During his lifetime Hearst established a vast publishing empire that included 18 newspapers in 12 cities and 9 successful magazines. He persuaded his father, George Hearst, to place him in charge of the San Francisco Examiner, where he experimented profitably with flamboyant pictures, shrieking typography, and earthy, mass-appeal news coverage. In 1895 he invaded New York City with his purchase of the Morning Journal and began a bitter war with the other yellow, or sensational, journals. Hearst provided aggressive news coverage, bought distinctive talent, enticed employees of other papers from their jobs with higher salaries and greater prestige, and increased the size of his paper while cutting its price to a penny—a move his competitors were forced to follow. Into the circulation battle between the rival newspapers Hearst brought wild reports of Cuba's struggle for independence from Spain. Other papers replied with further lurid accounts. Leaving the truth behind, the papers' anti-Spanish outcry fanned public sentiment and helped to drive the United States to war with Spain (1898). By the time Hearst had established his supremacy in “penny journalism,” his funds were almost exhausted, but he had gained a foothold for the great newspaper empire he was to erect. He served in the House of Representatives (1903–7) but was defeated as candidate for mayor of New York City in 1905 and 1909 and for governor of New York in 1906. While a congressman he sought the Democratic party's presidential nomination without success. Hearst's papers originally supported public ownership, antitrust laws, and legislation favorable to labor unions. Support for Franklin D. Roosevelt's New Deal gave way, however, to vigorous opposition to the President's policies on taxes, trusts, and labor. The publisher became stridently conservative. His castle at San Simeon, Calif., erected from 1919 on, won fame for its huge art collections, which often overflowed into warehouses. At his estate Hearst entertained friends in the motion-picture industry, which he had entered as a financier on a large scale. The property was presented to the state as a museum after Hearst's death. The publisher's holdings embraced not only his newspapers and magazines (which included Good Housekeeping, Cosmopolitan, and Harper's Bazaar) but also the American Weekly syndicated supplement and services supplying news, features, and photographs. A flamboyant, highly controversial figure, Hearst was nonetheless an intelligent, extremely competent newspaperman. Although he occasionally manipulated the news, he was not afraid to espouse unpopular causes even at great cost in money and popularity.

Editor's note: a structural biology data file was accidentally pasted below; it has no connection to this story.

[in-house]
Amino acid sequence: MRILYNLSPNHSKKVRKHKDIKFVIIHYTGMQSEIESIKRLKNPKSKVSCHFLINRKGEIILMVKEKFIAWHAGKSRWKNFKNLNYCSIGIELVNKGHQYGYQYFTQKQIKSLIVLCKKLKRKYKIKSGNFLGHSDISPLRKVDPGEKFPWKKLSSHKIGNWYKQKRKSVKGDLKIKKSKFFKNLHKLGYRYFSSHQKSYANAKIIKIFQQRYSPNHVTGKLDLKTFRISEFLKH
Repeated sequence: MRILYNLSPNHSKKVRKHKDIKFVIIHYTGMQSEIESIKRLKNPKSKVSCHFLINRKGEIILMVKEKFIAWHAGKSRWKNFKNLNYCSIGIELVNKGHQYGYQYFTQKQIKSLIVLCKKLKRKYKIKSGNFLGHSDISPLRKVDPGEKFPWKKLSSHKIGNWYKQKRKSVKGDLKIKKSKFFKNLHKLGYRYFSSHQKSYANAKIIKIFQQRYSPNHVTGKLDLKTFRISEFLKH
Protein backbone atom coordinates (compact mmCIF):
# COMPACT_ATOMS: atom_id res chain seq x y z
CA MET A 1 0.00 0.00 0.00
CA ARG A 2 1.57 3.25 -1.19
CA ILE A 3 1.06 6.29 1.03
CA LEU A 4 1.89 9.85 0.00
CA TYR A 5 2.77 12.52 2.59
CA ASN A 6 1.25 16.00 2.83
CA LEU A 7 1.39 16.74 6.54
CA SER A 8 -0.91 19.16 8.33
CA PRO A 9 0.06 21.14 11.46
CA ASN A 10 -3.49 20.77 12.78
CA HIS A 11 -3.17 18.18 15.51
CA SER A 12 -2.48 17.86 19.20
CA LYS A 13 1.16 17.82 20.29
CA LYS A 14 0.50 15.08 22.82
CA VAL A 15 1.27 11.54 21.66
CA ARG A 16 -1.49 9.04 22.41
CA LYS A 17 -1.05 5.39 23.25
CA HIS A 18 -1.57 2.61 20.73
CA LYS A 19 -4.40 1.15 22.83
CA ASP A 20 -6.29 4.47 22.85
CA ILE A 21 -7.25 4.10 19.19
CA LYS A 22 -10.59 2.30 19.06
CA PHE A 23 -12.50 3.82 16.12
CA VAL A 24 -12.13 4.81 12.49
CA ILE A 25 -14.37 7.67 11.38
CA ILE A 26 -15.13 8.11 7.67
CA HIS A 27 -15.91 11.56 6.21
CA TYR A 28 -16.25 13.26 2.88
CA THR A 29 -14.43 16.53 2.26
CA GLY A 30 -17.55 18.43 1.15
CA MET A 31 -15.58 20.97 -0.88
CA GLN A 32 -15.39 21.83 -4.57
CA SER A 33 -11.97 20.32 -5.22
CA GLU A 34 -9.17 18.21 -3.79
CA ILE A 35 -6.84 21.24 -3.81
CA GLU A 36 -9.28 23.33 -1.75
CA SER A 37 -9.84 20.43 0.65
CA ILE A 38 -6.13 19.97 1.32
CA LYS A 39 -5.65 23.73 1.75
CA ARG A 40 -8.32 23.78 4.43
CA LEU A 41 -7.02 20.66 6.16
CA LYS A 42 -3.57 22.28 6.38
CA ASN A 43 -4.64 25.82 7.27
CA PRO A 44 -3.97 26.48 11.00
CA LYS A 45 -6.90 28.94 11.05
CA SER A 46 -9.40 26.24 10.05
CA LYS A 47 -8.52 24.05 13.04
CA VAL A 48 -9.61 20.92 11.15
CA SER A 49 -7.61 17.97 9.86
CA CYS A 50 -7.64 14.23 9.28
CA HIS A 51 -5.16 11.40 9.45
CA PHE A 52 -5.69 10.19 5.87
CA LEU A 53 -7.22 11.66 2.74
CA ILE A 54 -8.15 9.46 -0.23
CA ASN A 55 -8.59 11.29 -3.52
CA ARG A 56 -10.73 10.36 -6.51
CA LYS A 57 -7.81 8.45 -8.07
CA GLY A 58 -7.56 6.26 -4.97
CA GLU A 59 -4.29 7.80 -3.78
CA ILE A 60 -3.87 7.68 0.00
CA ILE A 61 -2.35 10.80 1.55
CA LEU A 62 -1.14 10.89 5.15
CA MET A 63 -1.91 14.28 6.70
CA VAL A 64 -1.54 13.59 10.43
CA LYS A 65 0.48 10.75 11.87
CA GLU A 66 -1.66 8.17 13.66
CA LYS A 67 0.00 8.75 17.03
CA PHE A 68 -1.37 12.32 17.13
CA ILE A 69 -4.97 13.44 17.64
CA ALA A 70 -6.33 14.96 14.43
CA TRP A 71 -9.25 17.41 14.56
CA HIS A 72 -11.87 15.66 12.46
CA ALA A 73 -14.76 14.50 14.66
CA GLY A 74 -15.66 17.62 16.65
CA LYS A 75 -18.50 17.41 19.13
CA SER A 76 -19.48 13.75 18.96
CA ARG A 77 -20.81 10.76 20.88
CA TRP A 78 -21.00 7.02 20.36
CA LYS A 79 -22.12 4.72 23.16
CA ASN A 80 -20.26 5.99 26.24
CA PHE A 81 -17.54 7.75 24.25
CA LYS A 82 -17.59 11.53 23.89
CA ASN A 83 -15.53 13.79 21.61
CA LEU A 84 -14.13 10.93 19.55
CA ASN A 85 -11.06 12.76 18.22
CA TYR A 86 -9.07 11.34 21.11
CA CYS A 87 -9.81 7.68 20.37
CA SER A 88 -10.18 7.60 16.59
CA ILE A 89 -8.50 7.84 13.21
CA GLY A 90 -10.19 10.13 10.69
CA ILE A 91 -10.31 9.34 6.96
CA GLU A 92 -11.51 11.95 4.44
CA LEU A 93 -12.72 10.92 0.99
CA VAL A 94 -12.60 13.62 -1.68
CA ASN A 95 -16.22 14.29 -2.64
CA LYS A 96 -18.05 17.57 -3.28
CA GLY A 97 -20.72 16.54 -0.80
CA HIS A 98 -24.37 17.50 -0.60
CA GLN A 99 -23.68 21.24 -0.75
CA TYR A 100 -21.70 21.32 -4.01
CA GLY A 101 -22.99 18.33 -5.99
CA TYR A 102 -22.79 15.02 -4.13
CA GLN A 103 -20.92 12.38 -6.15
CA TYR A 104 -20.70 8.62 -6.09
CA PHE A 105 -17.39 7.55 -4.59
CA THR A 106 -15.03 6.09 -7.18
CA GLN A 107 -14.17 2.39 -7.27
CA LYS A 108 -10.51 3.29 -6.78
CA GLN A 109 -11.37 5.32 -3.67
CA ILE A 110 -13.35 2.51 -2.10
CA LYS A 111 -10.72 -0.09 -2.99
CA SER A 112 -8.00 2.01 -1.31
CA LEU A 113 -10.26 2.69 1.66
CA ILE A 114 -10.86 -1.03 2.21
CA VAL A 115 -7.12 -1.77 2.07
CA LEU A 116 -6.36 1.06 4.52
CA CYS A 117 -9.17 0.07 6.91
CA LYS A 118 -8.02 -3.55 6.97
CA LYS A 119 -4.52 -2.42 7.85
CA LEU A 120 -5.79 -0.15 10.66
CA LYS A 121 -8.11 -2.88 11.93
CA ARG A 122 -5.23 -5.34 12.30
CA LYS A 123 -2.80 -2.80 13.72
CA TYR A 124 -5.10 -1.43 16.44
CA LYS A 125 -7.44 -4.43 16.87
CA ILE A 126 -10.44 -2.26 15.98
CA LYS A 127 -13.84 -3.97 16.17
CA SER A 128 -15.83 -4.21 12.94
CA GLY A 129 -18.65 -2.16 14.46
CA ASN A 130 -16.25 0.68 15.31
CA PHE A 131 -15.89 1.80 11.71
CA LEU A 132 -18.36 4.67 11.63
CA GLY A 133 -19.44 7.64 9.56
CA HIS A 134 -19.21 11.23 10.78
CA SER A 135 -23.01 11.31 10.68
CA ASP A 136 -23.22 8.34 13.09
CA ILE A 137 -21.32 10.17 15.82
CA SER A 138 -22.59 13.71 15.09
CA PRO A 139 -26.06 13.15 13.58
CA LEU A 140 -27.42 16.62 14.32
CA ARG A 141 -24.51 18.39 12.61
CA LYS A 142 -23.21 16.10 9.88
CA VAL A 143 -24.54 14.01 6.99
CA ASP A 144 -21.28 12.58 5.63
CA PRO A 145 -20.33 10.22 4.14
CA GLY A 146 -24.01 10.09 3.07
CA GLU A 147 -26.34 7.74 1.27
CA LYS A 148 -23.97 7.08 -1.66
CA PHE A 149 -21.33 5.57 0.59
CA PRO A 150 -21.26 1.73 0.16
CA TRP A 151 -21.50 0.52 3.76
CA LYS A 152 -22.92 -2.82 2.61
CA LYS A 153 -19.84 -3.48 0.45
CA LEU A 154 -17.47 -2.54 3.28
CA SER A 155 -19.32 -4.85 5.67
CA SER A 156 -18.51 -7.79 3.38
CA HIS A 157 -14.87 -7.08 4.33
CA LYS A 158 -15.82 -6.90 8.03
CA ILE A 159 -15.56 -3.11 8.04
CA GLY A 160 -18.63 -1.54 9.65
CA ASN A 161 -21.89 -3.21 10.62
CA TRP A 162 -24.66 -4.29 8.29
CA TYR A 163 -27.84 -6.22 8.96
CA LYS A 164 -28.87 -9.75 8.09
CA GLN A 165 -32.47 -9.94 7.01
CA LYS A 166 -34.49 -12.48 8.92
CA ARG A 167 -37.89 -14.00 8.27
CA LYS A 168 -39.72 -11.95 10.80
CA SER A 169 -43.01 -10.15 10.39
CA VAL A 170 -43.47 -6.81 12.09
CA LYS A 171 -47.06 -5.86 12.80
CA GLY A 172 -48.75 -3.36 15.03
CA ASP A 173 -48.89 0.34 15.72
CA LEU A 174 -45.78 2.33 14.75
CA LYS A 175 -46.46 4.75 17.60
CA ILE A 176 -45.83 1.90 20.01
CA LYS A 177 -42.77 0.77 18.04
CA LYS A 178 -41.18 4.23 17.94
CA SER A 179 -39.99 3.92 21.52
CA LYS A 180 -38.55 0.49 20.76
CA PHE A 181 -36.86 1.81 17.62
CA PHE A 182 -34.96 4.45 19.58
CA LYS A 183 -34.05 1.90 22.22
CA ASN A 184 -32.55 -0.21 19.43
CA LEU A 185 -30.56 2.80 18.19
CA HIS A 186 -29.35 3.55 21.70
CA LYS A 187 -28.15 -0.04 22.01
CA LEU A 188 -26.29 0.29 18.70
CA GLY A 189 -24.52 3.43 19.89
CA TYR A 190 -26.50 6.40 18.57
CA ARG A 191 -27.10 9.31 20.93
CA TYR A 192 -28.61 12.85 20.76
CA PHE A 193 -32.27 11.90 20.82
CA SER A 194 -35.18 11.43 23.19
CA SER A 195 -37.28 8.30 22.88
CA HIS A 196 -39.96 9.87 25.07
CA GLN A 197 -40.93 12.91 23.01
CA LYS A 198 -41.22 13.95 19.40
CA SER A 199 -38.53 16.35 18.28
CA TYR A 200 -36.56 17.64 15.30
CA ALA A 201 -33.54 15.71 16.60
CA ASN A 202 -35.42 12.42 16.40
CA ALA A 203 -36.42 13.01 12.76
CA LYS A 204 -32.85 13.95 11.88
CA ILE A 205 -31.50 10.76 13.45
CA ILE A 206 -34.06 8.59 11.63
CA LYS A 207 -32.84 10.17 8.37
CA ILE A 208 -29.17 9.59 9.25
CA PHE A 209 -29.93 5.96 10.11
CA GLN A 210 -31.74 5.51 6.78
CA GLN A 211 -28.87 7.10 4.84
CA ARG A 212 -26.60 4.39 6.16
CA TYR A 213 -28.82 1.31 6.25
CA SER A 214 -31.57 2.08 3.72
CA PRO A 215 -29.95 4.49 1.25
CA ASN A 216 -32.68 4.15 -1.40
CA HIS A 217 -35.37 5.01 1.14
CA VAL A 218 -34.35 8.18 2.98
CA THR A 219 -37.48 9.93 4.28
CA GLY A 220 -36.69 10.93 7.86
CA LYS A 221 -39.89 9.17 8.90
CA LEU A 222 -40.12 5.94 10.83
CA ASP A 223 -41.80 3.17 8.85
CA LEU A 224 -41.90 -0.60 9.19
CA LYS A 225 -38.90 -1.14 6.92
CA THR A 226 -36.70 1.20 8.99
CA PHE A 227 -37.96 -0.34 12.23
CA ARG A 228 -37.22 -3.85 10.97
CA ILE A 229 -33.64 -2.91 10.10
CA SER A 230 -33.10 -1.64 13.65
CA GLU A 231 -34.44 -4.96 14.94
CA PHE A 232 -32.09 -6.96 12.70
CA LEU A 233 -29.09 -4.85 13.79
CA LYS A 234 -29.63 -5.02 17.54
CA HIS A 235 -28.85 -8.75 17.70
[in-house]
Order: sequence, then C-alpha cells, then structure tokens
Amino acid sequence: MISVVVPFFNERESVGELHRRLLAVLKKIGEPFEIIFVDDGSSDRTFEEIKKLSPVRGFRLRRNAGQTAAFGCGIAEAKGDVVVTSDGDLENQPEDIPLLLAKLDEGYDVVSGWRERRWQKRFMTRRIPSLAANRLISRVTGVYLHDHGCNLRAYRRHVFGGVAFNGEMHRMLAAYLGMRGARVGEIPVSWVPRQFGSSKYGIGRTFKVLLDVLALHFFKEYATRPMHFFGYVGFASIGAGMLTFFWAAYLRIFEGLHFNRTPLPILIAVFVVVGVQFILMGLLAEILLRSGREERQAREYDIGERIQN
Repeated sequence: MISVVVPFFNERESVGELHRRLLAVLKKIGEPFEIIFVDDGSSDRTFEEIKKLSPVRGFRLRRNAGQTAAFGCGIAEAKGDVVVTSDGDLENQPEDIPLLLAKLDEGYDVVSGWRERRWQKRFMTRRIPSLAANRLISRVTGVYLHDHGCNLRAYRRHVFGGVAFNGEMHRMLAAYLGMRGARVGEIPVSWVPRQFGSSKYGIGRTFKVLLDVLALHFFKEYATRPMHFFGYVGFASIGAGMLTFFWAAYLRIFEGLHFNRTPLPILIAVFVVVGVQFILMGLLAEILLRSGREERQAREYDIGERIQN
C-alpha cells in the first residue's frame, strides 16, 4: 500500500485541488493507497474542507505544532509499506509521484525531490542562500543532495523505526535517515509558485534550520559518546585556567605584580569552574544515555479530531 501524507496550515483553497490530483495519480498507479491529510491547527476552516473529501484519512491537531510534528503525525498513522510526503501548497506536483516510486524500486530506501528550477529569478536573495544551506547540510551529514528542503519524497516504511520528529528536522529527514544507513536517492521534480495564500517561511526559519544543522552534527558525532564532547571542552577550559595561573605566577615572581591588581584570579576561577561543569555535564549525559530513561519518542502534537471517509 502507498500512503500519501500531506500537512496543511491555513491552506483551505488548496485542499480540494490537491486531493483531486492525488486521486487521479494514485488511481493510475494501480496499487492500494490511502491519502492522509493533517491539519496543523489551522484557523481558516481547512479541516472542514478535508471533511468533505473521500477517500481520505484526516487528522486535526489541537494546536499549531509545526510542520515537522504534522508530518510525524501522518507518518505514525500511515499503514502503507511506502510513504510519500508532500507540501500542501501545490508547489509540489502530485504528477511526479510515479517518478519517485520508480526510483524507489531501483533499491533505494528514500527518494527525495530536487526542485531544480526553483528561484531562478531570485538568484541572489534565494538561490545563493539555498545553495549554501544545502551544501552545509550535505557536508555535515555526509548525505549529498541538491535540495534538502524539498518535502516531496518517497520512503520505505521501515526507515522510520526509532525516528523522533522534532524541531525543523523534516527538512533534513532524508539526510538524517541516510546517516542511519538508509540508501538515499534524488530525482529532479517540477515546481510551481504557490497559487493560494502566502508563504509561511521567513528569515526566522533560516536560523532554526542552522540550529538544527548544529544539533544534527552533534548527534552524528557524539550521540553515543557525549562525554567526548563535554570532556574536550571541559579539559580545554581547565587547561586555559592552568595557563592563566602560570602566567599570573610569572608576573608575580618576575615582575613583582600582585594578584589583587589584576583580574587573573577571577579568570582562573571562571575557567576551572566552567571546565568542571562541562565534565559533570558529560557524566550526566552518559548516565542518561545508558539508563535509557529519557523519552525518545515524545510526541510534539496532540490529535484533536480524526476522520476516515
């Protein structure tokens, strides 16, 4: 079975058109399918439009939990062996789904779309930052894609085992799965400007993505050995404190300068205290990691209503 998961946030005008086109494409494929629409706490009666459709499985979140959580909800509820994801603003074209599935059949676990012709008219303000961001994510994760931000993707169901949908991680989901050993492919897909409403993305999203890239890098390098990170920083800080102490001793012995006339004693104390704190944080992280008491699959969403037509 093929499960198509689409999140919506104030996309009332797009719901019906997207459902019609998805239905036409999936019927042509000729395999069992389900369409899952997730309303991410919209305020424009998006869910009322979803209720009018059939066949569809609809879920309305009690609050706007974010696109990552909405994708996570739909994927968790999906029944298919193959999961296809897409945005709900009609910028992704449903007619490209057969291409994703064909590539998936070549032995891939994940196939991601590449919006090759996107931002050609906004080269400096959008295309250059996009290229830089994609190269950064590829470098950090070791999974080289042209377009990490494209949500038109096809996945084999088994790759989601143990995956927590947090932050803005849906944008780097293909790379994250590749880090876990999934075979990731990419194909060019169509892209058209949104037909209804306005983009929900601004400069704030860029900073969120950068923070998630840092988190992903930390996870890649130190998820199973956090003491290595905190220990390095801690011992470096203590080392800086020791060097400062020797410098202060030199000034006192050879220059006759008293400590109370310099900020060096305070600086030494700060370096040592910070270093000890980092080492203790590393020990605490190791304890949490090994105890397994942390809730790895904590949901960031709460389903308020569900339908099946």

See biography by W. Swanberg (1961).
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